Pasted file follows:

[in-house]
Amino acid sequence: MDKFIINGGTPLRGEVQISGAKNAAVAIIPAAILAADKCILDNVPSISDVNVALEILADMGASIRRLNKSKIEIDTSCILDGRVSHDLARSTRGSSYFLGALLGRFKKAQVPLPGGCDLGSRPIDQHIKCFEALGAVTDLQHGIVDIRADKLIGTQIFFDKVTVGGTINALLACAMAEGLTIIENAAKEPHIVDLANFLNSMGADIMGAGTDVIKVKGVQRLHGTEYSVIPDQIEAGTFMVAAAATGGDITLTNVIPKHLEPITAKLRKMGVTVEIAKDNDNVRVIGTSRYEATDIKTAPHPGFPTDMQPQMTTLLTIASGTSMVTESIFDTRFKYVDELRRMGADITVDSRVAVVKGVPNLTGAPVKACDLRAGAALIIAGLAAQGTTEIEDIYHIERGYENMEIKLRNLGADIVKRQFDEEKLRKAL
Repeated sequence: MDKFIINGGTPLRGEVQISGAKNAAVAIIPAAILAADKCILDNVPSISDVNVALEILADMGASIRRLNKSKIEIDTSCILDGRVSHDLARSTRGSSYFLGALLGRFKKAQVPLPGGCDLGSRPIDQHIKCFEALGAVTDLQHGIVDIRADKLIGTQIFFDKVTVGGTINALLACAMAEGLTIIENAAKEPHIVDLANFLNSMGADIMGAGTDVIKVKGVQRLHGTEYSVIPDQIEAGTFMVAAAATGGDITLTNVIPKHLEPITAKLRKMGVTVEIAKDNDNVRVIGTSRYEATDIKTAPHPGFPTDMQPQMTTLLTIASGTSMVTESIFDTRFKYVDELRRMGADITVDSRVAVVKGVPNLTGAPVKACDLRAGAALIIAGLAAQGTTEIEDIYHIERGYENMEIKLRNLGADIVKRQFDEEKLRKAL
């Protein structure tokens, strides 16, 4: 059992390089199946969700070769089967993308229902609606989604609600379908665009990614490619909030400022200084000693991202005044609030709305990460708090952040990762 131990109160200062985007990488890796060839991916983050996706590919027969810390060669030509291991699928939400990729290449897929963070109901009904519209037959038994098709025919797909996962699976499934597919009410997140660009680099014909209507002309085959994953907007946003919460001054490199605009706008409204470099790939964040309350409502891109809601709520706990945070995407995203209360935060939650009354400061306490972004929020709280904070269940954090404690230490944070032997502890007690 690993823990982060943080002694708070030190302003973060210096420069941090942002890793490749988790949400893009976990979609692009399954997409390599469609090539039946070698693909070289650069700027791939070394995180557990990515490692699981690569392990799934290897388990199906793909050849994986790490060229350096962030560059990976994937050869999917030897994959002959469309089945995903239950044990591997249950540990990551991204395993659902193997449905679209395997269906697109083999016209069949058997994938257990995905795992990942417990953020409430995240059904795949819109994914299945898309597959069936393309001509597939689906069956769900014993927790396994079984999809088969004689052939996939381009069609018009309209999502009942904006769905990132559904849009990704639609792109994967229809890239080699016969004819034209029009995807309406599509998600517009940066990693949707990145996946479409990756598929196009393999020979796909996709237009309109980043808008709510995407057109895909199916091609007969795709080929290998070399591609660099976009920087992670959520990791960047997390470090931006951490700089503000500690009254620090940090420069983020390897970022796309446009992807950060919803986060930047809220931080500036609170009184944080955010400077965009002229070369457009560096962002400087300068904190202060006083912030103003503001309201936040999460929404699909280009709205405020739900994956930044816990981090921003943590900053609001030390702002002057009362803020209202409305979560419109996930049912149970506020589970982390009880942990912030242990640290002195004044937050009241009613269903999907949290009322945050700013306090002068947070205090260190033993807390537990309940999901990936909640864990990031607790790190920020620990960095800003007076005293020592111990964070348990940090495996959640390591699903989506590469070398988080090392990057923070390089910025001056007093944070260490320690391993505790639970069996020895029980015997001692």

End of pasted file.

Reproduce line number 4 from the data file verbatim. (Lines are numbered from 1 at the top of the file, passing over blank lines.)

């Protein structure tokens, strides 16, 4: 059992390089199946969700070769089967993308229902609606989604609600379908665009990614490619909030400022200084000693991202005044609030709305990460708090952040990762 131990109160200062985007990488890796060839991916983050996706590919027969810390060669030509291991699928939400990729290449897929963070109901009904519209037959038994098709025919797909996962699976499934597919009410997140660009680099014909209507002309085959994953907007946003919460001054490199605009706008409204470099790939964040309350409502891109809601709520706990945070995407995203209360935060939650009354400061306490972004929020709280904070269940954090404690230490944070032997502890007690 690993823990982060943080002694708070030190302003973060210096420069941090942002890793490749988790949400893009976990979609692009399954997409390599469609090539039946070698693909070289650069700027791939070394995180557990990515490692699981690569392990799934290897388990199906793909050849994986790490060229350096962030560059990976994937050869999917030897994959002959469309089945995903239950044990591997249950540990990551991204395993659902193997449905679209395997269906697109083999016209069949058997994938257990995905795992990942417990953020409430995240059904795949819109994914299945898309597959069936393309001509597939689906069956769900014993927790396994079984999809088969004689052939996939381009069609018009309209999502009942904006769905990132559904849009990704639609792109994967229809890239080699016969004819034209029009995807309406599509998600517009940066990693949707990145996946479409990756598929196009393999020979796909996709237009309109980043808008709510995407057109895909199916091609007969795709080929290998070399591609660099976009920087992670959520990791960047997390470090931006951490700089503000500690009254620090940090420069983020390897970022796309446009992807950060919803986060930047809220931080500036609170009184944080955010400077965009002229070369457009560096962002400087300068904190202060006083912030103003503001309201936040999460929404699909280009709205405020739900994956930044816990981090921003943590900053609001030390702002002057009362803020209202409305979560419109996930049912149970506020589970982390009880942990912030242990640290002195004044937050009241009613269903999907949290009322945050700013306090002068947070205090260190033993807390537990309940999901990936909640864990990031607790790190920020620990960095800003007076005293020592111990964070348990940090495996959640390591699903989506590469070398988080090392990057923070390089910025001056007093944070260490320690391993505790639970069996020895029980015997001692």